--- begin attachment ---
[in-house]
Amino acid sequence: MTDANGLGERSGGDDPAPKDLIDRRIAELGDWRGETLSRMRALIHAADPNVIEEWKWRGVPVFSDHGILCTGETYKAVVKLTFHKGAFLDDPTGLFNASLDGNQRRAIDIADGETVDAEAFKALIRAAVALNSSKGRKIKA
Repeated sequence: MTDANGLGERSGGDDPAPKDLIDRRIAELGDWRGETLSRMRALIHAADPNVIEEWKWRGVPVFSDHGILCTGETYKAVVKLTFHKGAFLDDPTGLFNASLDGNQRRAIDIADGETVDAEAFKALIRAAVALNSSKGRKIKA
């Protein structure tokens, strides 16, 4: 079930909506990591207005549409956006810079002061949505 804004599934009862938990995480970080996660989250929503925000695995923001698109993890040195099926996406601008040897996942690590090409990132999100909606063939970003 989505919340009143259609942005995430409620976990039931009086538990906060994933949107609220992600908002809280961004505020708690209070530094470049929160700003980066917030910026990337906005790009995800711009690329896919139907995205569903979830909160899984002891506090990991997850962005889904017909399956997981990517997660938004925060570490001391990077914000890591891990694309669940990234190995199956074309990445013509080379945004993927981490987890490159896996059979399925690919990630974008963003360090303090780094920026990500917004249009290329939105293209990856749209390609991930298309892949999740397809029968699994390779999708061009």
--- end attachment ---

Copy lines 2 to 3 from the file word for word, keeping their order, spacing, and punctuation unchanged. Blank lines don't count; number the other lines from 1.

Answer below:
Amino acid sequence: MTDANGLGERSGGDDPAPKDLIDRRIAELGDWRGETLSRMRALIHAADPNVIEEWKWRGVPVFSDHGILCTGETYKAVVKLTFHKGAFLDDPTGLFNASLDGNQRRAIDIADGETVDAEAFKALIRAAVALNSSKGRKIKA
Repeated sequence: MTDANGLGERSGGDDPAPKDLIDRRIAELGDWRGETLSRMRALIHAADPNVIEEWKWRGVPVFSDHGILCTGETYKAVVKLTFHKGAFLDDPTGLFNASLDGNQRRAIDIADGETVDAEAFKALIRAAVALNSSKGRKIKA